Peptidase and Glucosidase Activities
Differences in the spectrum of peptide and glucose substrates hydrolyzed, as well as hydrolysis rates, were notable among shelf and shelf break water masses (Figure 2; note difference in y axes for Stns. 1 and 2 compared to Stns. 3 and 4). At Stns. 1 and 2, which corresponded with Cold Pool shelf waters, comparatively few substrates were hydrolyzed, and activities were quite low, ranging between 0 and 5.2 nmol L−1 h−1. At these two stations, activities were dominated by hydrolysis of QAR-trypsin and either AAF-chymotrypsin (Stn. 2; Stn. 1 bottom water) or α-glucose (Stn. 1 surface water). Nearer the shelf break, Stns. 3 and 4 showed a much wider spectrum of activities and considerably higher hydrolysis rates. The surface warm shelf waters of Stns. 3 and 4, which had similar physical characteristics to each other (Figure 1A), also showed similar hydrolysis profiles, dominated by leucine amino peptidase activities averaging 79–88 nmol L−1 h−1, with trypsin (QAR, FSR) and chymotrypsin (AAF, AAPF) activities ranging between 4 and 21 nmol L−1 h−1, and very low but detectable levels of α- and β-glucosidase activity. Bottom waters of Stn. 3, corresponding to slope waters, showed lower leucine aminopeptidase activity (24.1 nmol L−1 h−1) compared to surface water from the same station; activities of QAR-trypsin (at 24.1 nmol L−1 h−1) were, however, higher than in surface water of Stn. 3. At Stn. 3 (both depths) as well as surface water of Stn. 4, all of the peptidase and glucosidase substrates were hydrolyzed. In Stn. 4 bottom water, corresponding to the warm core ring derived filament, however, a much narrower spectrum of activities was measured: no FSR, AAF, or α-glucose were hydrolyzed. This narrow spectrum of activities did not translate to low hydrolysis rates for the other substrates, however, since leucine aminopeptidase activity was 21.7 nmol L−1 h−1, and AAPF-chymotrypsin and QAR-trypsin activities were 12.7 and 4.4 nmol L−1 h−1, respectively (Figure 2). Statistical analysis demonstrated that the spectrum of peptide and glucose substrates hydrolyzed differed according to water mass source, with significantly different Jaccard similarities of hydrolytic spectra between Stns. 1 and 2 Cold Pool shelf waters, Stn. 3 and 4 surface warm shelf waters, Stn. 3 bottom slope waters, and Stn. 4 bottom warm core ring-derived waters (PERMANOVA P = 0.006).
Figure 2. Hydrolysis rate of the seven fluorescently labeled peptide and glucose substrates at each station (left to right) and surface and bottom (top and bottom panels). A-glu, α-glucose; B-glu, β-glucose; Leu, leucine; AAF, alanine-alanine-phenylalanine; AAPF, alanine-alanine-proline-phenylalanine; QAR, glutamine-alanine- arginine; FSR, phenylalanine-serine-arginine. Note the order of magnitude difference in y axes between Stns. 1 and 2 and Stns. 3 and 4. Error bars indicate standard deviation of triplicate incubations around the mean hydrolysis rate.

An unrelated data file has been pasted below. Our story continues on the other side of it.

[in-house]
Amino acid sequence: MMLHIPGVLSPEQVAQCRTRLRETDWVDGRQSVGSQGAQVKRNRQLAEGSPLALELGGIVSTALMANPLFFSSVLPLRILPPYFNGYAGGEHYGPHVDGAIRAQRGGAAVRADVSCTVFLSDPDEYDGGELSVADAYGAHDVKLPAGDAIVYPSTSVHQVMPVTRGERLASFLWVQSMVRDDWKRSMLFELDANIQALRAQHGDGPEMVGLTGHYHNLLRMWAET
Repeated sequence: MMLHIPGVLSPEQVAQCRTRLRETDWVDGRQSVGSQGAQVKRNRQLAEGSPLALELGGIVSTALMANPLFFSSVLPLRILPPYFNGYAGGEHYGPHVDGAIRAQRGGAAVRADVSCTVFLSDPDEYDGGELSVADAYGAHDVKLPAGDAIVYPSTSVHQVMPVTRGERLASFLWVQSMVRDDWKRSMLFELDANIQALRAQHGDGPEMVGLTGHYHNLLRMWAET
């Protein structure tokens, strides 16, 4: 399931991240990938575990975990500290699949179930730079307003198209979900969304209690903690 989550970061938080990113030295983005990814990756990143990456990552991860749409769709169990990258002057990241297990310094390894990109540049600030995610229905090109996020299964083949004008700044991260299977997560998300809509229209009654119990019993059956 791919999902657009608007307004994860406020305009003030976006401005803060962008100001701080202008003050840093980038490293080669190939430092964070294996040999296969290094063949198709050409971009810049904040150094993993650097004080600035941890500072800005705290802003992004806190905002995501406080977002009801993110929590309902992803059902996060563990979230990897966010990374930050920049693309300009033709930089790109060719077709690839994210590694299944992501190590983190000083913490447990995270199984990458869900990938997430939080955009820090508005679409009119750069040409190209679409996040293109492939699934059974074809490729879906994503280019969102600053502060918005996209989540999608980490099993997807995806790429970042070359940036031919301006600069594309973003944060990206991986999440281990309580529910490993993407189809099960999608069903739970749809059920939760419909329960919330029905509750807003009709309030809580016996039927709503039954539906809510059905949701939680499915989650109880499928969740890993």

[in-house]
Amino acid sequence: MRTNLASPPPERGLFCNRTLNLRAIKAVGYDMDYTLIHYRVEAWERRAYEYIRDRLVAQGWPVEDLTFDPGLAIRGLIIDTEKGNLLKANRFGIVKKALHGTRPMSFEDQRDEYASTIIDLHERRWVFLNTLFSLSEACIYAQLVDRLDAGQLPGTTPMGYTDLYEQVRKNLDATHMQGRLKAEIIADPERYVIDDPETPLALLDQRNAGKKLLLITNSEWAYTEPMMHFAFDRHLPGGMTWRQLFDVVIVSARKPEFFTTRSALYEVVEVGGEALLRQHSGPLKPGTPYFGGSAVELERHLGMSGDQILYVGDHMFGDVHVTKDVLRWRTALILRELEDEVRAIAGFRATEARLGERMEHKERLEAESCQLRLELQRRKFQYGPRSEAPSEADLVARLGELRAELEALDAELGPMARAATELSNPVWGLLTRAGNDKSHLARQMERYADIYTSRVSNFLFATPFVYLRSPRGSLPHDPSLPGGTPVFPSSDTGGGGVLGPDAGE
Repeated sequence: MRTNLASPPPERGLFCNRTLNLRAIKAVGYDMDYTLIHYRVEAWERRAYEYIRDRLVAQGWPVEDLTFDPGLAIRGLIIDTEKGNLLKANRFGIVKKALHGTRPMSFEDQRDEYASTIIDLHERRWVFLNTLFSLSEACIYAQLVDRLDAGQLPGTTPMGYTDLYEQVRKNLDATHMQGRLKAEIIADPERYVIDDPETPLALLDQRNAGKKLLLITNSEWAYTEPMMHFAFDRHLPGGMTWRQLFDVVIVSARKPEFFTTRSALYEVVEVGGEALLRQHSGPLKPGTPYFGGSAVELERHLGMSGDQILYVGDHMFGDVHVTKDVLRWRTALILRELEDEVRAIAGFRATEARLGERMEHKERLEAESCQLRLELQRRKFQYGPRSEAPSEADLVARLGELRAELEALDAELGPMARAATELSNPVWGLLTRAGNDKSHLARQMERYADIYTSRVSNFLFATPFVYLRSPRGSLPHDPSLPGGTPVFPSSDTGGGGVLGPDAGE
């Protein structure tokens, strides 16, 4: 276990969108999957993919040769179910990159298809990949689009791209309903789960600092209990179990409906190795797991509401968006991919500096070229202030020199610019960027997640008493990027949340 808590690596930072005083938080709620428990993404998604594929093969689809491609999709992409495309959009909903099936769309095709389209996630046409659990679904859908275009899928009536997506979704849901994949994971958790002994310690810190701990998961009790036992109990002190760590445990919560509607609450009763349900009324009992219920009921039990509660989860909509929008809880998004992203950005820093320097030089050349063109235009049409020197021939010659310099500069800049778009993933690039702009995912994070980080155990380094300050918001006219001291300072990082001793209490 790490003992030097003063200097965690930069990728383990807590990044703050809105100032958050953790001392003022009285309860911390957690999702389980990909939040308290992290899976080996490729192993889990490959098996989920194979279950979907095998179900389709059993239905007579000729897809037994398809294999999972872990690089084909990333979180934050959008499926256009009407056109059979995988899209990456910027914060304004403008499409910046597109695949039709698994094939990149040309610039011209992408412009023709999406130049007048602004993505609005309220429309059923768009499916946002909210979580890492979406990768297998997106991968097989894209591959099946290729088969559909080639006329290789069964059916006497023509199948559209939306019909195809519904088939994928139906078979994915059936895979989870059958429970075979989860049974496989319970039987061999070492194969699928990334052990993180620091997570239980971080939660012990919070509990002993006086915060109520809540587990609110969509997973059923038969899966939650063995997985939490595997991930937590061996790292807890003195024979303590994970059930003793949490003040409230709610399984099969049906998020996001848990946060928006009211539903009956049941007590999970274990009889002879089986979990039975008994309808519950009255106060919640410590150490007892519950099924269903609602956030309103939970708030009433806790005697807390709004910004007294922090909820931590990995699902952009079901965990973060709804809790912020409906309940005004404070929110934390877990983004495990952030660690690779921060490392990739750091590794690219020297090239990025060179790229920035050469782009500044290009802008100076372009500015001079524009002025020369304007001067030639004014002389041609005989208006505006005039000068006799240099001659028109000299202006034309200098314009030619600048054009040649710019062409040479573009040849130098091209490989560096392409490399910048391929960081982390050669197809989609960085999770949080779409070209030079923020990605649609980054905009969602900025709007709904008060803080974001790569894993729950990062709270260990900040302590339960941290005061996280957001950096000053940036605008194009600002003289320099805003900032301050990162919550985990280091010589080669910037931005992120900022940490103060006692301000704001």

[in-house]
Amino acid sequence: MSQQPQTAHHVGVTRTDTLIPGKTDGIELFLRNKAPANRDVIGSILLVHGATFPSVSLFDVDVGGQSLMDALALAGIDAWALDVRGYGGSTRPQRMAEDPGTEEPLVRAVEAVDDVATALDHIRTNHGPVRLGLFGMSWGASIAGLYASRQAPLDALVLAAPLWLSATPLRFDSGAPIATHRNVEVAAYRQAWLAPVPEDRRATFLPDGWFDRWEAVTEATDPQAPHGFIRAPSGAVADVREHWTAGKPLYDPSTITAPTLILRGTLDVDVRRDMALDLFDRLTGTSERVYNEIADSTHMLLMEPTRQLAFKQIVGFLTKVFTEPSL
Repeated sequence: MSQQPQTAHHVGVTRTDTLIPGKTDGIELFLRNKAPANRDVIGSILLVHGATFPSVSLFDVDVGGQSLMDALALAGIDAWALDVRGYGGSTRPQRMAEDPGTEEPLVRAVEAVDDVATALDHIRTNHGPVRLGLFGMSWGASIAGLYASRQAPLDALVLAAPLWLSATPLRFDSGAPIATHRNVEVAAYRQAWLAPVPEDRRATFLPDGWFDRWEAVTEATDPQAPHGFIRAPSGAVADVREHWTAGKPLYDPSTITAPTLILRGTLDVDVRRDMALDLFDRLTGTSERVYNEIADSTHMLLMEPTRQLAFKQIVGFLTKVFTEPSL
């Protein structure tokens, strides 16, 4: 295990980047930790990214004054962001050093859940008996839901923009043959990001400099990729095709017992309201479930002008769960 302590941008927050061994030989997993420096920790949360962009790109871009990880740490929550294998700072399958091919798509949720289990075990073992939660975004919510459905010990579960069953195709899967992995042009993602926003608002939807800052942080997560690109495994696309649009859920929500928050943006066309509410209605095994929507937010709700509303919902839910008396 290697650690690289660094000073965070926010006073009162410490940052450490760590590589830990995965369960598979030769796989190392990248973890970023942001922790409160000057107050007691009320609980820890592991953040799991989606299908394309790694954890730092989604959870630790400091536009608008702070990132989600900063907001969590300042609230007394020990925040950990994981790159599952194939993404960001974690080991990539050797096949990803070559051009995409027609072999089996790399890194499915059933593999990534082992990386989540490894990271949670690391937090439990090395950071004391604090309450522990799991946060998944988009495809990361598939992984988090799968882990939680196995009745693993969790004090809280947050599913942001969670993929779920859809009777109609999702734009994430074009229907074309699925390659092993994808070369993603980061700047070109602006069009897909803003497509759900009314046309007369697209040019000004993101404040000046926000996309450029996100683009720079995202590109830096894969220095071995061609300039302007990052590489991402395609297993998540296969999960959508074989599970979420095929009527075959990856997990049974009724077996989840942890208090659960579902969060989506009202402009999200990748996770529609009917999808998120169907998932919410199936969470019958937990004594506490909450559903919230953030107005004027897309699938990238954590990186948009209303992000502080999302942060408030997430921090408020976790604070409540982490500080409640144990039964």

Polysaccharide Hydrolase Activities
Polysaccharide hydrolase activities, measured initially after 48 h incubation, also showed distinct differences among stations and depths in the spectrum of substrates hydrolyzed, as well as in hydrolysis rates (Figure 3). These hydrolytic spectra were significantly different among cold pool shelf (Stns. 1 and 2), warm shelf break (Stns. 3 and 4 surface), slope (Stn. 3 bottom), and ring derived (Stn. 4 bottom) water masses (PERMANOVA P = 0.048). Activities were considerably higher at Stn. 2 than at the other three stations (summed activities of 26.7 and 44.7 nmol monomer L−1 h−1 for surface and bottom water, respectively), and were dominated by chondroitin hydrolysis. As with peptidase and glucosidase activities, Stns. 3 and 4 surface waters also had similar polysaccharide hydrolysis profiles: chondroitin, laminarin, pullulan, and xylan were hydrolyzed at both sites in similar proportions. Summed hydrolysis rates were lowest in bottom waters at Stns. 3 and 4 (1.7 and 5.0 nmol monomer L−1 h−1, respectively), although their hydrolysis profiles differed: arabinogalactan, chondroitin, and laminarin were hydrolyzed in Stn. 3 bottom water, while fucoidan, laminarin, pullulan, and xylan were hydrolyzed in Stn. 4 bottom water. Fucoidan and arabinogalactan were only hydrolyzed in bottom waters, while pullulan was only hydrolyzed in surface waters and the bottom waters at Stn. 4.
Figure 3. Hydrolysis rates at the 48 h sampling timepoint for the six polysaccharide substrates at each station (left to right) and surface and bottom (top and bottom panels). Black: arabinogalactan; Turquoise: chondroitin sulfate; Green: fucoidan; Yellow: laminarin; Blue: pullulan; Red: xylan.